And he added that growth in the quarter was driven by sustained revenue expansion in all segments, but in the U.S. he noted that there was a $50 million drag in operating profits, due to the natural disasters in Texas, Florida, and California.
Other areas receiving attention on the call were UPS’s announcement for 2018 rates, which was issued yesterday, as well as the company’s Peak Season planning and preparation efforts.
On the rates side, UPS said effective December 24, 2017, rates for UPS Ground, UPS Air, and International services, as well as UPS Air Freight rates within and between the U.S., Canada and Puerto Rico will increase by 4.9% on average. For packages, a large package surcharge will apply to any U.S. Domestic package with a length exceeding 96 inches or a length plus girth greater than 130 inches, effective December 24. And the dimensional weight divisor for packages less than or equal to one cubic foot in size (1,728 cubic inches) will be 139 for all U.S. Domestic services subject to Daily Rates or Alaska and Hawaii Rates. And effective July 8, 2018, the Large Package Surcharge for any U.S. Domestic package delivered to a residential address will be $90 and the Additional Handling surcharge for any U.S. Domestic package exceeding 70 pounds in actual weight will be $19.00.
As for Peak Season, UPS said it plans to deliver more than 750 million packages globally in the 25 days between Thanksgiving and New Year’s Eve, adding that the record-breaking seasonal global delivery volume is approximately 5 percent above last year’s holiday peak shipping season volume. What’s more, of the 21 holiday delivery days before December 25, 17 are expected to exceed 30 million delivered packages. UPS also said that with the launch of UPS Saturday Ground pickup and delivery service, customers in nearly 4,700 cities and towns across the country will benefit from five additional ground pickup and delivery days between Thanksgiving and Christmas.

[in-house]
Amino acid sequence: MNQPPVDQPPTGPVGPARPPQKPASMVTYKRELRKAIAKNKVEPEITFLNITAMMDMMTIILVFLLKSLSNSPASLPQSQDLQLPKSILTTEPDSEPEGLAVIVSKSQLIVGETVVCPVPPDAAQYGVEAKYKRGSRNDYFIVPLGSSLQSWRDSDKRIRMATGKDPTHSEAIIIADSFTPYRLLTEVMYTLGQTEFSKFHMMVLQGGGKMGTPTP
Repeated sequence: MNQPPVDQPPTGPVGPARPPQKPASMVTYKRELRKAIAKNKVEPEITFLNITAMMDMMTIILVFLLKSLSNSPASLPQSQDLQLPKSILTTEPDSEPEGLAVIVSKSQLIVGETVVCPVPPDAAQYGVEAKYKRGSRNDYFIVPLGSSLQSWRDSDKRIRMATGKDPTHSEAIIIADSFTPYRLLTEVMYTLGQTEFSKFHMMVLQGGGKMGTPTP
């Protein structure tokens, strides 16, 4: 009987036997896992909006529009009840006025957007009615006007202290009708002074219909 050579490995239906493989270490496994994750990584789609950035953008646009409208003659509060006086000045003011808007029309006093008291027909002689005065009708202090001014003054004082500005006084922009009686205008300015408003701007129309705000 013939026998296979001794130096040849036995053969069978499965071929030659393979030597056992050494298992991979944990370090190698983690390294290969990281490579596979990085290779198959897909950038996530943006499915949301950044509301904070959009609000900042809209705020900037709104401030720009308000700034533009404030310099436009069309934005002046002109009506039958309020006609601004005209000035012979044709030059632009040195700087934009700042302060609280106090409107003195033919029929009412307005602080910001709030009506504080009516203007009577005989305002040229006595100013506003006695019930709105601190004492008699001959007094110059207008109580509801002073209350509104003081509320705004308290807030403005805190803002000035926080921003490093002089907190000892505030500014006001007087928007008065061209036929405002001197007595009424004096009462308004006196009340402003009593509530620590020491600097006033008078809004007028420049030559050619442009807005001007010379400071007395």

Jerry Hempstead, president of Hempstead Consulting, said that third quarter success for UPS was evident but expressed caution regarding the coming rate increases.
“International was part of the story, but when you see that they had one less operating day, several natural disasters, and investments in infrastructure it's a mighty good quarter,” he said. “The increase in domestic next day air is particularly encouraging. It tells me the economy is getting stronger, because when the economy gets tight the first thing to go is the premium next day product when shippers make a routing decision. Looking forward, the 2018 rates are loaded with accessorial land mines for shippers. It's good for UPS but extremely onerous for shippers. It's so complex that shippers are going to have great difficulty getting their arms around the impact, without external professional help.”
About the author
Jeff Berman is Group News Editor for Logistics Management
, Modern Materials Handling
, and Supply Chain Management Review
. Jeff works and lives in Cape Elizabeth, Maine, where he covers all aspects of the supply chain, logistics, freight transportation, and materials handling sectors on a daily basis. Contact Jeff Berman